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Carriage Bolts for 4x4 in Table Xl size cooker

Charcoal_AddictCharcoal_Addict Posts: 227
edited July 2012 in EGG Table Forum
I won't mention the brand. The cooker is red, 1 inch thicker than the BGE XL and about 50 lbs heavier than the XL Egg. The table requirements will be the same as the XL. I've seen a lot of tables with screws used to fasten the frame to the 4x4. A lot of wood working sites say to use carriage bolt. My table will be made with cedar. It will be on 4 heavy duty 4 inch casters for easy movement for cleaning. 2x4's will be used for the rest of the structural framing. I purchased a Kreg Jig to keep the screws hidden. Do you guys think carriage bolts will be necessary attach the 2x4's to the 4x4 corners or will the Kreg joints be strong enough to fasten to the 4x4 for the purpose of a table for a 250 Pound XL sized cooker?
2x Kamado Joe Big Joes + Cyber Q Wifi + Themapen - Pizza Steel + BGE Paella Pan + BGE Ash Tools + Woo2 + Open Bar Fire Ring
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Comments

  • stikestike Posts: 15,597
    edited July 2012
    you don't need 4x4s, if you want to go smaller.
    not sure how many carriage bolts you are using.  they are overkill, if you are concerned about strength.  250 pounds is nothing.

    your biggest issue is a joint that does not rack.  one carriage bolt would allow racking, but it would be stronger  than required in order to bear the weight, certainly.  you'd need two in order to minimize the racking.

    don't know how many screws you are considering for the other option, but if they are long enough, a pair would be fine too.  too many would actually cause potential problems with splitting, so don't over correct.

    would be better if we could see a sketch of the connection you are talking about.

    again, you could literally get away with 1x1 corner posts structurally.  anything bigger than that is for making the connection easier, and for 'looks'.  in my mind, 4x4 would seem a little fat. 3x3 would be my inclination.  screws would be fine too

    but even then, too many screws, or a joint which allows racking, can be a problem.

    can't be definitive without seeing the joint
    ed egli avea del cul fatto trombetta -Dante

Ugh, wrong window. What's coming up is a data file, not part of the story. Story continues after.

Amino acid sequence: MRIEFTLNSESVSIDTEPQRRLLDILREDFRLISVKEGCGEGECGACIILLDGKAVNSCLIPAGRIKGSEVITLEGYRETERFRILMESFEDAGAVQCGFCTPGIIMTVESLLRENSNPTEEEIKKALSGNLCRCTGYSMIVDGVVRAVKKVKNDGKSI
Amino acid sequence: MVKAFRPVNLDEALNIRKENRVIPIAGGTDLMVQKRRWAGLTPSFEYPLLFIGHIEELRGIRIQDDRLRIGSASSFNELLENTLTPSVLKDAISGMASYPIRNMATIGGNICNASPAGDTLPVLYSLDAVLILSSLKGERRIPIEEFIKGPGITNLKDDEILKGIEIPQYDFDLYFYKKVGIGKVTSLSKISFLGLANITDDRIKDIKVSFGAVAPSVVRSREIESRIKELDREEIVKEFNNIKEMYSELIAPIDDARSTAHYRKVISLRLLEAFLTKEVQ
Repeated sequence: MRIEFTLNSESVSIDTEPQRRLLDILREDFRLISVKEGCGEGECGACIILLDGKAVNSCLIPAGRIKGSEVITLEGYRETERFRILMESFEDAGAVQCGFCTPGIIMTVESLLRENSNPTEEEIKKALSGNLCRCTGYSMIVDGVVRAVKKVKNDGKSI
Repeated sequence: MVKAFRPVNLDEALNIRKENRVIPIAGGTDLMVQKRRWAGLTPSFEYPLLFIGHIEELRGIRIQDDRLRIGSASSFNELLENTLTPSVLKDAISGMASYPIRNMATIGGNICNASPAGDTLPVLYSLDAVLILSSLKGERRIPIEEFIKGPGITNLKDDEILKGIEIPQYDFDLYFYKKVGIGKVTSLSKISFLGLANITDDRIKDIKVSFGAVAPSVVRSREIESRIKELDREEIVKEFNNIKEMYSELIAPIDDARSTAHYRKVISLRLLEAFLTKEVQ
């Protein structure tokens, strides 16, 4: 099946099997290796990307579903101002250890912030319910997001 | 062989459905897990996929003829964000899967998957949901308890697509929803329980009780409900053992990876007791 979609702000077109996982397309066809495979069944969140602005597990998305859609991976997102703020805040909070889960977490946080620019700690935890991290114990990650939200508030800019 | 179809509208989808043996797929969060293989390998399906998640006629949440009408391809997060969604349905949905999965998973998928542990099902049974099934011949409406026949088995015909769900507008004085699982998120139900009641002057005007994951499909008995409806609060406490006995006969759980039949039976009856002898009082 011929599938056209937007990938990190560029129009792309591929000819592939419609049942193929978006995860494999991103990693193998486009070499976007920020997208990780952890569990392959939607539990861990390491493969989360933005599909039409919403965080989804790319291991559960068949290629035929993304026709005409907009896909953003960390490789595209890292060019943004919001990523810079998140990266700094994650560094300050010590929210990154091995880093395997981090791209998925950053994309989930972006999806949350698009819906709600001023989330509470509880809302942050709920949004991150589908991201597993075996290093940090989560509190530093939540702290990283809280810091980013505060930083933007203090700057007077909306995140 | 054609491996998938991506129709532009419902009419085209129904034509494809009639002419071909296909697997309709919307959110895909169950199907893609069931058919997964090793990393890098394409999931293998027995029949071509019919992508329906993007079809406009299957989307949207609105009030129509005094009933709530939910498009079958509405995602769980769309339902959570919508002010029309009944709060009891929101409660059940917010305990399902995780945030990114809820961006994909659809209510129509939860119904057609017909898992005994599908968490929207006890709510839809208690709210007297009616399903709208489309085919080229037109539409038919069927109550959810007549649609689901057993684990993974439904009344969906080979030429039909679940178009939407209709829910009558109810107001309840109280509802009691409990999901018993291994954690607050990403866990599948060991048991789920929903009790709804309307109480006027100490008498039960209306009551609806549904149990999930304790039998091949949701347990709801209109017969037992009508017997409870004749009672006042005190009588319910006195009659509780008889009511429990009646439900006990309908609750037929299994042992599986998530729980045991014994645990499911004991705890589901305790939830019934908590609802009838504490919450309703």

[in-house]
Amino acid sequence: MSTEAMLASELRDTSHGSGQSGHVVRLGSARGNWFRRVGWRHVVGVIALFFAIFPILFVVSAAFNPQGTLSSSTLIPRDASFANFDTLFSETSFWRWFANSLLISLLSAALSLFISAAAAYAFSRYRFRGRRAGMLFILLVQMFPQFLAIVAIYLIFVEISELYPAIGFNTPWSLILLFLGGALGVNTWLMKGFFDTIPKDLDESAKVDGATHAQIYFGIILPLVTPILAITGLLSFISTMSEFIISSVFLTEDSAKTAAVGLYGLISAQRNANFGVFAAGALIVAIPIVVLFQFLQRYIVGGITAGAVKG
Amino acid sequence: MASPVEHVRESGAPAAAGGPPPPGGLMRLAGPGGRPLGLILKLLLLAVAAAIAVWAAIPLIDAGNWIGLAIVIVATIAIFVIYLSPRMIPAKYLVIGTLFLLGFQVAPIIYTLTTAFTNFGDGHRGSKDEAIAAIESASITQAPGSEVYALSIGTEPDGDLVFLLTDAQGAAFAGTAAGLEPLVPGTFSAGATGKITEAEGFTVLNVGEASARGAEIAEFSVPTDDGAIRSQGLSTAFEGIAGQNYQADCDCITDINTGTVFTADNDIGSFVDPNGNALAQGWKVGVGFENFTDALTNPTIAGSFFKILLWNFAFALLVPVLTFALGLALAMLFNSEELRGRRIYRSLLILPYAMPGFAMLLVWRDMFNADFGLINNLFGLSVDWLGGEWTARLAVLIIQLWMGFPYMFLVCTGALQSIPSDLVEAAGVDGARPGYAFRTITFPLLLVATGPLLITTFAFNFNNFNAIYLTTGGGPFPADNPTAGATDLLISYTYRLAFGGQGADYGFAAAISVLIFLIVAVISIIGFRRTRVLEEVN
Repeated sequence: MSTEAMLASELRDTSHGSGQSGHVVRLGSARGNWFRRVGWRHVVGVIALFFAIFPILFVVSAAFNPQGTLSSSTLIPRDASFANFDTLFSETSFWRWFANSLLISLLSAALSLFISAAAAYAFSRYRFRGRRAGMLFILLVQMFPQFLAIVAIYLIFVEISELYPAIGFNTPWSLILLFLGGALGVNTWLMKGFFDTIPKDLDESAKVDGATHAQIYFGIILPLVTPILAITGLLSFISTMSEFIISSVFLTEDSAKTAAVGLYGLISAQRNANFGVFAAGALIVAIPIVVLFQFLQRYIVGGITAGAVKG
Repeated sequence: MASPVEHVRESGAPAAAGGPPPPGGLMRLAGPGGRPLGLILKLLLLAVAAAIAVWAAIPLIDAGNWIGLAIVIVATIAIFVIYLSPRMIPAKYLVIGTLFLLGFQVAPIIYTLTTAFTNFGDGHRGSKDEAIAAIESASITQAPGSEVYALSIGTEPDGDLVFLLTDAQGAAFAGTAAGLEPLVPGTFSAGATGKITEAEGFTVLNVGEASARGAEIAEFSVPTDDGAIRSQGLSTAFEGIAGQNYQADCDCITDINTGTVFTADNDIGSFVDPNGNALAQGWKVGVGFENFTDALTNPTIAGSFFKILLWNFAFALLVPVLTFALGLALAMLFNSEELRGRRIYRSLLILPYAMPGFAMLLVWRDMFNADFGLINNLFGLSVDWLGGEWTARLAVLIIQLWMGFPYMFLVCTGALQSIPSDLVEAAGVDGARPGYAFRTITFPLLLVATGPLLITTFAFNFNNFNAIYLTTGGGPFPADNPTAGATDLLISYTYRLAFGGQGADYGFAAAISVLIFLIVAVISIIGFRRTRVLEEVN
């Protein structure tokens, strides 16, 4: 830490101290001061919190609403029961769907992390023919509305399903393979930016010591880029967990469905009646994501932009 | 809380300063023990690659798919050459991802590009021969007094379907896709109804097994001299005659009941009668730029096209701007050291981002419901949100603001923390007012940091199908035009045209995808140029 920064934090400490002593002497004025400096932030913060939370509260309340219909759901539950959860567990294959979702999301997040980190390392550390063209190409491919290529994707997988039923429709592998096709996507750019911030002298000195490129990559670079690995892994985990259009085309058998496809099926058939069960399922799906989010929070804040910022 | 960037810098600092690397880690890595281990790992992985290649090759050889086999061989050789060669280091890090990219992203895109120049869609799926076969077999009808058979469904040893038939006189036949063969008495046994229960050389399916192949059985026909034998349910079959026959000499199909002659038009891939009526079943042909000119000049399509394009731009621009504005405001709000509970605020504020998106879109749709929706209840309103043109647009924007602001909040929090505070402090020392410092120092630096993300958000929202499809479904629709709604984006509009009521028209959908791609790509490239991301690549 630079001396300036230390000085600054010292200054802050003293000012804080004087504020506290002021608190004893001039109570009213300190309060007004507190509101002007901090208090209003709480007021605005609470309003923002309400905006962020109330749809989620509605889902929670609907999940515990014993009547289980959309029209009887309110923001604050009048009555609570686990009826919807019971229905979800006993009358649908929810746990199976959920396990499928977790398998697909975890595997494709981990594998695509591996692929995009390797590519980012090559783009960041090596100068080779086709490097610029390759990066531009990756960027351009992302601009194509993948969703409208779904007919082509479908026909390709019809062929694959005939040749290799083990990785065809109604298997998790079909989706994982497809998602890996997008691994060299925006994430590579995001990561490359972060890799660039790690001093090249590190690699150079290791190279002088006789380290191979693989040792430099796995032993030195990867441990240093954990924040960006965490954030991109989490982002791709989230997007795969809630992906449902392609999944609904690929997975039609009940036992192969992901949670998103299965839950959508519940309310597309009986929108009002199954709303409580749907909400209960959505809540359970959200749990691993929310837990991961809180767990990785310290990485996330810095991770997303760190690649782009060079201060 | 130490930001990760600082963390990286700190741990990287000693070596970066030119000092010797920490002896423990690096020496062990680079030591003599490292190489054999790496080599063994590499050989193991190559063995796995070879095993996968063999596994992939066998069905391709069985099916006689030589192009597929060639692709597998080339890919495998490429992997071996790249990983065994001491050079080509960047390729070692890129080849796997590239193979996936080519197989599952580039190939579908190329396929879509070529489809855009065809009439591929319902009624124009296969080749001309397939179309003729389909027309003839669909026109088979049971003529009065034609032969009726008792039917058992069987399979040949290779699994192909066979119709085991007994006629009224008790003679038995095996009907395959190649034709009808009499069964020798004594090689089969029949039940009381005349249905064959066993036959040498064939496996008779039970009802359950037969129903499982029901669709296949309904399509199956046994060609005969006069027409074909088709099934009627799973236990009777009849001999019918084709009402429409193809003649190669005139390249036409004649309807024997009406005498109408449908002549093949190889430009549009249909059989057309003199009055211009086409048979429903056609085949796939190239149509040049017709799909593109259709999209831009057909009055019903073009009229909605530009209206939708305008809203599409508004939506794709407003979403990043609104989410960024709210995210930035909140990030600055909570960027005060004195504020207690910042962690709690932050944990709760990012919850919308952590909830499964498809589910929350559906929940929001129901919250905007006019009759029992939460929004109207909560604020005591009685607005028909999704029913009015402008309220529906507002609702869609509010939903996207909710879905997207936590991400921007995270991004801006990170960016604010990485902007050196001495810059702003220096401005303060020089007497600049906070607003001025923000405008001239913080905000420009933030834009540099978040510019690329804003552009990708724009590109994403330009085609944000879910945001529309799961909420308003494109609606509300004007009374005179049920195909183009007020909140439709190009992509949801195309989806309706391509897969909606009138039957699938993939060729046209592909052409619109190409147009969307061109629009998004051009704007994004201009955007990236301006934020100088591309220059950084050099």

• The Kreg Jig will use 2 1/2 blue coats to join the 2x4. I'm thinking about using an all 2x4 frame for the job. Using L shaped corners. Kreg jig have a standard setting for 2 screws per a 2 x 4 section.
    2x Kamado Joe Big Joes + Cyber Q Wifi + Themapen - Pizza Steel + BGE Paella Pan + BGE Ash Tools + Woo2 + Open Bar Fire Ring
  • nolaeggheadnolaegghead Posts: 20,103
    Use glue or notch your joints.  You don't need carriage bolts.  The Kreg screws should be fine.
    ______________________________________________
    This is my signature line just so you're not confused.
    Large and Medium BGE, Kamado Joe Jr., smoker with a 5k btu AC, gas grill, fire pit, pack of angry cats, two turntables and a microphone, my friend.
    New Orleans, LA - we know how to eat 

  • Thanks guys. I was think the carriage bolts will be overkill. I want this table to be pretty with no screws visable. Carriage bolts are about as ugly as it gets. Looking at the BGE and Primo sites, there's lots of tables out there that only use 2x4 with XL cookers that look very stable. To lower the stress on corners I am thinking of using a second 2x4 spaced 3 1/2 inches appart from the outside rail to double the stregth on the outside edges of the frame. Lucky over kill but it may offer more peace of mind to prevent racking when moving the table.
    2x Kamado Joe Big Joes + Cyber Q Wifi + Themapen - Pizza Steel + BGE Paella Pan + BGE Ash Tools + Woo2 + Open Bar Fire Ring
  • stikestike Posts: 15,597
    fwiw, you have very very little stress on any of these components.  just because we think 250pounds is heavy, doesn't mean the wood agrees.  even the cheapest/weakest wood (PT) can handle much much more stress.

    i frankly think the extra post mid span is unnecessary.  it actually has the potential to weaken things before it makes anything stronger.  your corners are bearing little more than 60 some-odd pounds each. way under the limit for any of your components.  they won't prevent racking really.  the connections are the only thing that will do that, unless you introduced diagonals somewhere, which don't exactly look great
    ed egli avea del cul fatto trombetta -Dante
  • Do you guys think 6 casters will be neccessity for 6 foot table.
    2x Kamado Joe Big Joes + Cyber Q Wifi + Themapen - Pizza Steel + BGE Paella Pan + BGE Ash Tools + Woo2 + Open Bar Fire Ring
  • Daveh1976Daveh1976 Posts: 62

    Screws are typically fine.  Where it calls for a carriage bolt I would trpically use 2-3 2.5" deck screws,  Using pockets screws you may want to put about 4-6 in if you have the space.

     

    If you do use a carriage bolt with cedar, be sure to use a SS bolt or it will turn your cedar black over time.

  • I am thinking of using 4x4 even if they are overkill. Two 2x4 glued and screwed together are stronger but not as pretty as a solid 4x4. Which would make more sense for a 2x4. 4 5/16 carriage bolts or 2 3/4 inch carriage bolts. I'm thinking 4 carriage bolts will weaken the wood so two would be better but correct me if I am wrong.
    2x Kamado Joe Big Joes + Cyber Q Wifi + Themapen - Pizza Steel + BGE Paella Pan + BGE Ash Tools + Woo2 + Open Bar Fire Ring
  • I am thinking of using 4x4 even if they are overkill. Two 2x4 glued and screwed together are stronger but not as pretty as a solid 4x4. Which would make more sense for a 2x4. 4 5/16 carriage bolts or 2 3/4 inch carriage bolts. I'm thinking 4 carriage bolts will weaken the wood so two would be better but correct me if I am wrong.